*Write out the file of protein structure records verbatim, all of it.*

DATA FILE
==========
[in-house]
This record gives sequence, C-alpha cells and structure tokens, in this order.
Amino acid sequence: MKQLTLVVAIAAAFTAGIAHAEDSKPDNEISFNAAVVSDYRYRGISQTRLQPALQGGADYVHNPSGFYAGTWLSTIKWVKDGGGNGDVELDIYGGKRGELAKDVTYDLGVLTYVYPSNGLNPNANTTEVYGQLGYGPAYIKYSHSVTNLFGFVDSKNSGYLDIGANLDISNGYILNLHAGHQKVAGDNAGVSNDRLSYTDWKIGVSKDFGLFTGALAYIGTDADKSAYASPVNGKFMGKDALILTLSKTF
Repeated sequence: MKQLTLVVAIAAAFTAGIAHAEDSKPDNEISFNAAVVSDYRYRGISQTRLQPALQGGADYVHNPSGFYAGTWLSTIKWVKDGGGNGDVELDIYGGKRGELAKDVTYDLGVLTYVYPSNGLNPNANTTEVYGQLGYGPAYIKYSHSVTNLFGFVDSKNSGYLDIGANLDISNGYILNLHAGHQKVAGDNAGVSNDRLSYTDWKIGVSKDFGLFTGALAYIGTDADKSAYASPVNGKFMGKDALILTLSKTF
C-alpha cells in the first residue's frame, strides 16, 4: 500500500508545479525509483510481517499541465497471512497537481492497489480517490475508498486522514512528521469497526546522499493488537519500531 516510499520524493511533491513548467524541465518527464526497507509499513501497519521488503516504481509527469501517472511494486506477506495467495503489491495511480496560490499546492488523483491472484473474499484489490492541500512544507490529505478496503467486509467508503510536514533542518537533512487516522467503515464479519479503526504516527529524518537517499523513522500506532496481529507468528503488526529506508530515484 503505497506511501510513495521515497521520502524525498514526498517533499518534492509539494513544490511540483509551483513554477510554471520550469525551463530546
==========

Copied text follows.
[in-house]
This record gives sequence, C-alpha cells and structure tokens, in this order.
Amino acid sequence: MKQLTLVVAIAAAFTAGIAHAEDSKPDNEISFNAAVVSDYRYRGISQTRLQPALQGGADYVHNPSGFYAGTWLSTIKWVKDGGGNGDVELDIYGGKRGELAKDVTYDLGVLTYVYPSNGLNPNANTTEVYGQLGYGPAYIKYSHSVTNLFGFVDSKNSGYLDIGANLDISNGYILNLHAGHQKVAGDNAGVSNDRLSYTDWKIGVSKDFGLFTGALAYIGTDADKSAYASPVNGKFMGKDALILTLSKTF
Repeated sequence: MKQLTLVVAIAAAFTAGIAHAEDSKPDNEISFNAAVVSDYRYRGISQTRLQPALQGGADYVHNPSGFYAGTWLSTIKWVKDGGGNGDVELDIYGGKRGELAKDVTYDLGVLTYVYPSNGLNPNANTTEVYGQLGYGPAYIKYSHSVTNLFGFVDSKNSGYLDIGANLDISNGYILNLHAGHQKVAGDNAGVSNDRLSYTDWKIGVSKDFGLFTGALAYIGTDADKSAYASPVNGKFMGKDALILTLSKTF
C-alpha cells in the first residue's frame, strides 16, 4: 500500500508545479525509483510481517499541465497471512497537481492497489480517490475508498486522514512528521469497526546522499493488537519500531 516510499520524493511533491513548467524541465518527464526497507509499513501497519521488503516504481509527469501517472511494486506477506495467495503489491495511480496560490499546492488523483491472484473474499484489490492541500512544507490529505478496503467486509467508503510536514533542518537533512487516522467503515464479519479503526504516527529524518537517499523513522500506532496481529507468528503488526529506508530515484 503505497506511501510513495521515497521520502524525498514526498517533499518534492509539494513544490511540483509551483513554477510554471520550469525551463530546